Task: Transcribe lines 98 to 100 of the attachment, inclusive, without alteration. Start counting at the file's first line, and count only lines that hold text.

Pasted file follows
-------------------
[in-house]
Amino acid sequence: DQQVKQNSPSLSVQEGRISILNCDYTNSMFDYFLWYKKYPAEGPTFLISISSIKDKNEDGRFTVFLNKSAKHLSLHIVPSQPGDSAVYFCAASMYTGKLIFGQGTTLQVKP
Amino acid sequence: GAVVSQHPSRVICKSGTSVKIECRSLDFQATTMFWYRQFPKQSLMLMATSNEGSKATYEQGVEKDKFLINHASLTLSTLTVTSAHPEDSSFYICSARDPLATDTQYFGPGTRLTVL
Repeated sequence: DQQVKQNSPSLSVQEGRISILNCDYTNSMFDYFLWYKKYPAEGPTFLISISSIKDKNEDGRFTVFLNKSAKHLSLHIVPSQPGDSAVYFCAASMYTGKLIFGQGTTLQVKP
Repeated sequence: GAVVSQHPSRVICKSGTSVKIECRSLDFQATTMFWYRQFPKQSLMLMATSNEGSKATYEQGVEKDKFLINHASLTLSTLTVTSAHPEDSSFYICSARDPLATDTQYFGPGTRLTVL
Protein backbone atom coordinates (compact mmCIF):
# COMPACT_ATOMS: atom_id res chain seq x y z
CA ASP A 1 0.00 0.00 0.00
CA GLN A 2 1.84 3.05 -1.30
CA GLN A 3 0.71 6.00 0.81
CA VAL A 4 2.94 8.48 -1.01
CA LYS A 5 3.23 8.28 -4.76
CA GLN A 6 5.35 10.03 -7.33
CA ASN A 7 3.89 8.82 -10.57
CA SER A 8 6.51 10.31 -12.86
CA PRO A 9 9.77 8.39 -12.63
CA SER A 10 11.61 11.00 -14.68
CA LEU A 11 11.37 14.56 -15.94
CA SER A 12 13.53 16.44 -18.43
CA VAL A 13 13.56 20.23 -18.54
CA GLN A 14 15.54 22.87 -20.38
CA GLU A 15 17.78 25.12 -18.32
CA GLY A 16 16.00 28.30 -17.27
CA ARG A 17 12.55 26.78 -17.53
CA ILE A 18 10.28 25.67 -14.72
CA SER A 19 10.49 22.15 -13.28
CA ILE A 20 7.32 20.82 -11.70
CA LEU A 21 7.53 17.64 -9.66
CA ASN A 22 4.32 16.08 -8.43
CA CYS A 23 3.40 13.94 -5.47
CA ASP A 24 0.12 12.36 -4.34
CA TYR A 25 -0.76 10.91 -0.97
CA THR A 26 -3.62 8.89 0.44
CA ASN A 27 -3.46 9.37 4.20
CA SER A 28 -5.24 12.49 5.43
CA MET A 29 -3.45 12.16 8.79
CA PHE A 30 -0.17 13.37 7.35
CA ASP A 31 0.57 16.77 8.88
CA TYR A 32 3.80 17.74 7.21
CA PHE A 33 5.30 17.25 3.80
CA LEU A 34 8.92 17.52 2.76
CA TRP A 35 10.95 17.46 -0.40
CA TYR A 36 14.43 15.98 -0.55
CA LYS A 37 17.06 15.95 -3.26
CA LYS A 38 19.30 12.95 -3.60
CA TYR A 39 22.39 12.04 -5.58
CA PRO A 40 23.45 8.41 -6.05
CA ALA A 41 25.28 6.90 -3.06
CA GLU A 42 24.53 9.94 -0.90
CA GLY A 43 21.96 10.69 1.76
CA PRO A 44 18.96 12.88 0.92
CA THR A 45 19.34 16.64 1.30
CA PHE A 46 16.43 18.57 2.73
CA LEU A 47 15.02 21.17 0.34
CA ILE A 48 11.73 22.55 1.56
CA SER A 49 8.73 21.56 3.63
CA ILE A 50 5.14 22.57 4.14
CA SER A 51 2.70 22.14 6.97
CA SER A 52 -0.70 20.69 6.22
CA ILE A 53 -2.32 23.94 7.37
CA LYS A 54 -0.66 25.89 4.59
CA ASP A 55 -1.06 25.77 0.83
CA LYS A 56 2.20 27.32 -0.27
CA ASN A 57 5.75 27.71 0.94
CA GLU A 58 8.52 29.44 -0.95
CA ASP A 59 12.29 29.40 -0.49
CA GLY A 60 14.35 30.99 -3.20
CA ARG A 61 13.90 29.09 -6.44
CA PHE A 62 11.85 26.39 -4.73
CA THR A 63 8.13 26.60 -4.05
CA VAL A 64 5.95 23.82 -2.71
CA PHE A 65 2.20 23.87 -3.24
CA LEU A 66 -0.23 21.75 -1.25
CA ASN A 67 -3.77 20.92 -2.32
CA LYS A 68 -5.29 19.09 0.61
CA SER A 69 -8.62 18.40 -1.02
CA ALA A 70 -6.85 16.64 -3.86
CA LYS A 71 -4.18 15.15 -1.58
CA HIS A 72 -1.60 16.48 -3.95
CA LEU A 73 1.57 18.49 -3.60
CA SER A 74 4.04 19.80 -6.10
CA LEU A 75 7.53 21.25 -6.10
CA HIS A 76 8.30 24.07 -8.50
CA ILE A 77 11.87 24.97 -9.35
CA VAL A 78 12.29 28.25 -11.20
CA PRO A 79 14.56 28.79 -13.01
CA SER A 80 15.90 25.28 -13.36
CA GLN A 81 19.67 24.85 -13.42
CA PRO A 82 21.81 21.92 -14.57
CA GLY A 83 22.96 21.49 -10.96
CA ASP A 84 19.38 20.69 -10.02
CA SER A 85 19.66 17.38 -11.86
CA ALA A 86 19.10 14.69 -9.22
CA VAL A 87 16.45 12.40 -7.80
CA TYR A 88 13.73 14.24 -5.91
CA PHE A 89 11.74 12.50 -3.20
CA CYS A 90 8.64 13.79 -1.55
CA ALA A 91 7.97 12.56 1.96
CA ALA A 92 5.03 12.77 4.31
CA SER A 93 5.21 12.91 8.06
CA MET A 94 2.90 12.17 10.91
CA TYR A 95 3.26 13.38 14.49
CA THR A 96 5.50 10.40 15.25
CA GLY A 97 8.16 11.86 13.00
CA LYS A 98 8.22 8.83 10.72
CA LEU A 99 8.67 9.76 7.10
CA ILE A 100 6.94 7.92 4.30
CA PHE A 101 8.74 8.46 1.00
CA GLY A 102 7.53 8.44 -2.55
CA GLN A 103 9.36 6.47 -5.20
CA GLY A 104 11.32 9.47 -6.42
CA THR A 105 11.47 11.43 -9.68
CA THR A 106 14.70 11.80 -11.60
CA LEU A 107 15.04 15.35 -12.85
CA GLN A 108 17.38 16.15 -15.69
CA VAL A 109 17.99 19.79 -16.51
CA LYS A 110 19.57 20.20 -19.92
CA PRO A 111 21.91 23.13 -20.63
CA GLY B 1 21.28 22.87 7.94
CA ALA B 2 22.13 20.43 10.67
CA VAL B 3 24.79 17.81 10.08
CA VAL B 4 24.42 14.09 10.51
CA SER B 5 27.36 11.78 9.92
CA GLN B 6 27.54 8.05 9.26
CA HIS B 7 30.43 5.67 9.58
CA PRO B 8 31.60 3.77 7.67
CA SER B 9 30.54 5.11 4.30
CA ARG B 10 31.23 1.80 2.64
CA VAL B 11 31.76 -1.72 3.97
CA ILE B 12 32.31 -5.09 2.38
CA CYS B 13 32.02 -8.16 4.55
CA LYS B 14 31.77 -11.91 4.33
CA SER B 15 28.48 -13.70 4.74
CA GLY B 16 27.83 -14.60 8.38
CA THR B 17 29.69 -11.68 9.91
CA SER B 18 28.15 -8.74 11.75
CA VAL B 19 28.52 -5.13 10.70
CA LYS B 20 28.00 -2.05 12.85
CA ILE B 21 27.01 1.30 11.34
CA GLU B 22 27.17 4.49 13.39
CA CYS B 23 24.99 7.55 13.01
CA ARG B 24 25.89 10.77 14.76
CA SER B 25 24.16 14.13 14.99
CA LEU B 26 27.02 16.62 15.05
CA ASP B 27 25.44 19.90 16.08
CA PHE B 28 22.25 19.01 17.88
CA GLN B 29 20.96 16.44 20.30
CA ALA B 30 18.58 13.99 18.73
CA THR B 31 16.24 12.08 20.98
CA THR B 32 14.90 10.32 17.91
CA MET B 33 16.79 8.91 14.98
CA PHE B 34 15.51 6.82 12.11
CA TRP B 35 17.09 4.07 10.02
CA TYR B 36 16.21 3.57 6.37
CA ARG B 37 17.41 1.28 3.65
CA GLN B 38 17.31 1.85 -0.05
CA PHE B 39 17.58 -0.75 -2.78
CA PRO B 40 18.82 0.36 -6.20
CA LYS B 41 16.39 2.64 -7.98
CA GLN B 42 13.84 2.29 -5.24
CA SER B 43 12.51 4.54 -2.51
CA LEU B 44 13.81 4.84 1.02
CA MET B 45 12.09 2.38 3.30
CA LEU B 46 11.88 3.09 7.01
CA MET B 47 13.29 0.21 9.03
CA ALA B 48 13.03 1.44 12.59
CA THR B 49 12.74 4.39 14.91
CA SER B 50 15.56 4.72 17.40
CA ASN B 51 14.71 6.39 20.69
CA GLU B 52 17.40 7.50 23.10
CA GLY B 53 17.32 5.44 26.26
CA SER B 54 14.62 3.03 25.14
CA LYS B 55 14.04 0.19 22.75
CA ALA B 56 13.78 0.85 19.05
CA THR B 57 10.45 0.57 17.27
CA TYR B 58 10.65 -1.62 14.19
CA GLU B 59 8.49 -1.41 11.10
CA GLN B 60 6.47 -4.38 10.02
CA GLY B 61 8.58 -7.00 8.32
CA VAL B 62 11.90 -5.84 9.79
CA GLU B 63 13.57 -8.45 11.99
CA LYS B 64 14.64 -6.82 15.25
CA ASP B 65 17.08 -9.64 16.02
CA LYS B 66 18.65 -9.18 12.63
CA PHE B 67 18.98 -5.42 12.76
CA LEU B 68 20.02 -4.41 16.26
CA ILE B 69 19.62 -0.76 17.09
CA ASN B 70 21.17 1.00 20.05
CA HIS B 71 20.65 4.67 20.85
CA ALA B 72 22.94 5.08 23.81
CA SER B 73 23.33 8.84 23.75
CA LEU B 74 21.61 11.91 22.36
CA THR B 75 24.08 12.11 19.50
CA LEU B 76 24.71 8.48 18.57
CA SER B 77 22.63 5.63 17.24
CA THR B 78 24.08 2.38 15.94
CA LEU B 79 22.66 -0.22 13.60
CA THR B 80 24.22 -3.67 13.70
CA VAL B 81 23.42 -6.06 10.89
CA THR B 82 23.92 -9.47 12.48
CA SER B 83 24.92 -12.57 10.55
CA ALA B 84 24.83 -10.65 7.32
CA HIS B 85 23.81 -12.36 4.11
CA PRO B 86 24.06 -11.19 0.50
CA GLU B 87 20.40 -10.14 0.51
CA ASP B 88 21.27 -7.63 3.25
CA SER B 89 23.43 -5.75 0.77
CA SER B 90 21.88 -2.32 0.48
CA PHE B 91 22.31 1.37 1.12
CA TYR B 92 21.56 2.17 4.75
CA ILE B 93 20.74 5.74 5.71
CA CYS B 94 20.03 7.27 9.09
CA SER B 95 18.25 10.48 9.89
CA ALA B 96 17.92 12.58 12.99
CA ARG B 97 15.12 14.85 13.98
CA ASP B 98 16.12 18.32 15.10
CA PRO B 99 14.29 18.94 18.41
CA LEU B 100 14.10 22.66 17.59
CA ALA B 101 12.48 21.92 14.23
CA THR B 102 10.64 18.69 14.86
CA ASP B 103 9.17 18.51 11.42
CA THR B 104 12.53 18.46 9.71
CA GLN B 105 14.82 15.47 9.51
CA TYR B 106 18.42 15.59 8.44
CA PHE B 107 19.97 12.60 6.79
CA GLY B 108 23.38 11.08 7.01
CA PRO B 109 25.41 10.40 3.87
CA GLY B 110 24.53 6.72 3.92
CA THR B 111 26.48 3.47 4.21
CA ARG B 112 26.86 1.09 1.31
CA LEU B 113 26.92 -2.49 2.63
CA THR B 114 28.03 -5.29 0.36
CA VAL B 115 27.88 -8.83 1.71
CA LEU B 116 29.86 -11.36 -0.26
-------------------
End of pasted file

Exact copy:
CA ALA A 91 7.97 12.56 1.96
CA ALA A 92 5.03 12.77 4.31
CA SER A 93 5.21 12.91 8.06